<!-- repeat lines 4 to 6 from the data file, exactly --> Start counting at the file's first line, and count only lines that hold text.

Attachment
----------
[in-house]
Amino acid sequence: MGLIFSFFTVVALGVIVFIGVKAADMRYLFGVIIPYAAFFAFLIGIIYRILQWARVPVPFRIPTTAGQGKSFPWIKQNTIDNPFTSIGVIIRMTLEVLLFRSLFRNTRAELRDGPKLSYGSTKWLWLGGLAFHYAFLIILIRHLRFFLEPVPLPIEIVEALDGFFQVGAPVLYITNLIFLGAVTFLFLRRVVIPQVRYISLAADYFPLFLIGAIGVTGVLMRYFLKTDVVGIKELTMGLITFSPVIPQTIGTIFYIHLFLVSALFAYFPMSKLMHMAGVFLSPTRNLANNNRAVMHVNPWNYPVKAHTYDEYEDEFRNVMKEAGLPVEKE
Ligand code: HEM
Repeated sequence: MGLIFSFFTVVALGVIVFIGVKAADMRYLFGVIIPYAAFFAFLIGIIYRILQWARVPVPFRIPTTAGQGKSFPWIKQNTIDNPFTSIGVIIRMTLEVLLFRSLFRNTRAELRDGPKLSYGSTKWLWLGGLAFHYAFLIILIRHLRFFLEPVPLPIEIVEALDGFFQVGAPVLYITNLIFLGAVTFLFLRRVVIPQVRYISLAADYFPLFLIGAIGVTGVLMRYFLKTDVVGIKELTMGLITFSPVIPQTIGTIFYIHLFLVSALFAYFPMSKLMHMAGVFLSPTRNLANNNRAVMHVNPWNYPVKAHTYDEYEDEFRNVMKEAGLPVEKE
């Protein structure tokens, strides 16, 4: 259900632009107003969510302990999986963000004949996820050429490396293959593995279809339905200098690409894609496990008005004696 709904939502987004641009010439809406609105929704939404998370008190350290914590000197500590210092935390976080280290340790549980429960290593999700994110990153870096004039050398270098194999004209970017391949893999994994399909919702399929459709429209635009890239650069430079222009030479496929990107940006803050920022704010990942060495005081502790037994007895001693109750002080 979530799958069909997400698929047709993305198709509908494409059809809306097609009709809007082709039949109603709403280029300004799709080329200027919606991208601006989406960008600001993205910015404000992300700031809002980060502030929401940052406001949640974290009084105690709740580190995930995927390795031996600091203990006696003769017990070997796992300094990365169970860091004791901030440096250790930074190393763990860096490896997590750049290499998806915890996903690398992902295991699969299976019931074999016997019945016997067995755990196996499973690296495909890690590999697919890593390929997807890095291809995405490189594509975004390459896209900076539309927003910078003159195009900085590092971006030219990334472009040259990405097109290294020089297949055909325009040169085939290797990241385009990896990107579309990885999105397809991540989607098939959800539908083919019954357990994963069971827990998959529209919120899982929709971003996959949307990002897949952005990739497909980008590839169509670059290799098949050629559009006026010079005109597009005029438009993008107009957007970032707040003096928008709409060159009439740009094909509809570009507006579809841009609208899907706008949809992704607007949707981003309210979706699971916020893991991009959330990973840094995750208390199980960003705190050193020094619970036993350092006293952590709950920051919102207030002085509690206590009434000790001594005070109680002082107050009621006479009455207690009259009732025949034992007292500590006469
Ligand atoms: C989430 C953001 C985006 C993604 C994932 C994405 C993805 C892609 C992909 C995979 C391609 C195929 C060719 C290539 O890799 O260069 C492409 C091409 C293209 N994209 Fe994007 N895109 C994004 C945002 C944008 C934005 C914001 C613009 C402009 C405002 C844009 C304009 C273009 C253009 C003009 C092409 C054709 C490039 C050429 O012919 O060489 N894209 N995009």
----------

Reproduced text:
Repeated sequence: MGLIFSFFTVVALGVIVFIGVKAADMRYLFGVIIPYAAFFAFLIGIIYRILQWARVPVPFRIPTTAGQGKSFPWIKQNTIDNPFTSIGVIIRMTLEVLLFRSLFRNTRAELRDGPKLSYGSTKWLWLGGLAFHYAFLIILIRHLRFFLEPVPLPIEIVEALDGFFQVGAPVLYITNLIFLGAVTFLFLRRVVIPQVRYISLAADYFPLFLIGAIGVTGVLMRYFLKTDVVGIKELTMGLITFSPVIPQTIGTIFYIHLFLVSALFAYFPMSKLMHMAGVFLSPTRNLANNNRAVMHVNPWNYPVKAHTYDEYEDEFRNVMKEAGLPVEKE
């Protein structure tokens, strides 16, 4: 259900632009107003969510302990999986963000004949996820050429490396293959593995279809339905200098690409894609496990008005004696 709904939502987004641009010439809406609105929704939404998370008190350290914590000197500590210092935390976080280290340790549980429960290593999700994110990153870096004039050398270098194999004209970017391949893999994994399909919702399929459709429209635009890239650069430079222009030479496929990107940006803050920022704010990942060495005081502790037994007895001693109750002080 979530799958069909997400698929047709993305198709509908494409059809809306097609009709809007082709039949109603709403280029300004799709080329200027919606991208601006989406960008600001993205910015404000992300700031809002980060502030929401940052406001949640974290009084105690709740580190995930995927390795031996600091203990006696003769017990070997796992300094990365169970860091004791901030440096250790930074190393763990860096490896997590750049290499998806915890996903690398992902295991699969299976019931074999016997019945016997067995755990196996499973690296495909890690590999697919890593390929997807890095291809995405490189594509975004390459896209900076539309927003910078003159195009900085590092971006030219990334472009040259990405097109290294020089297949055909325009040169085939290797990241385009990896990107579309990885999105397809991540989607098939959800539908083919019954357990994963069971827990998959529209919120899982929709971003996959949307990002897949952005990739497909980008590839169509670059290799098949050629559009006026010079005109597009005029438009993008107009957007970032707040003096928008709409060159009439740009094909509809570009507006579809841009609208899907706008949809992704607007949707981003309210979706699971916020893991991009959330990973840094995750208390199980960003705190050193020094619970036993350092006293952590709950920051919102207030002085509690206590009434000790001594005070109680002082107050009621006479009455207690009259009732025949034992007292500590006469
Ligand atoms: C989430 C953001 C985006 C993604 C994932 C994405 C993805 C892609 C992909 C995979 C391609 C195929 C060719 C290539 O890799 O260069 C492409 C091409 C293209 N994209 Fe994007 N895109 C994004 C945002 C944008 C934005 C914001 C613009 C402009 C405002 C844009 C304009 C273009 C253009 C003009 C092409 C054709 C490039 C050429 O012919 O060489 N894209 N995009």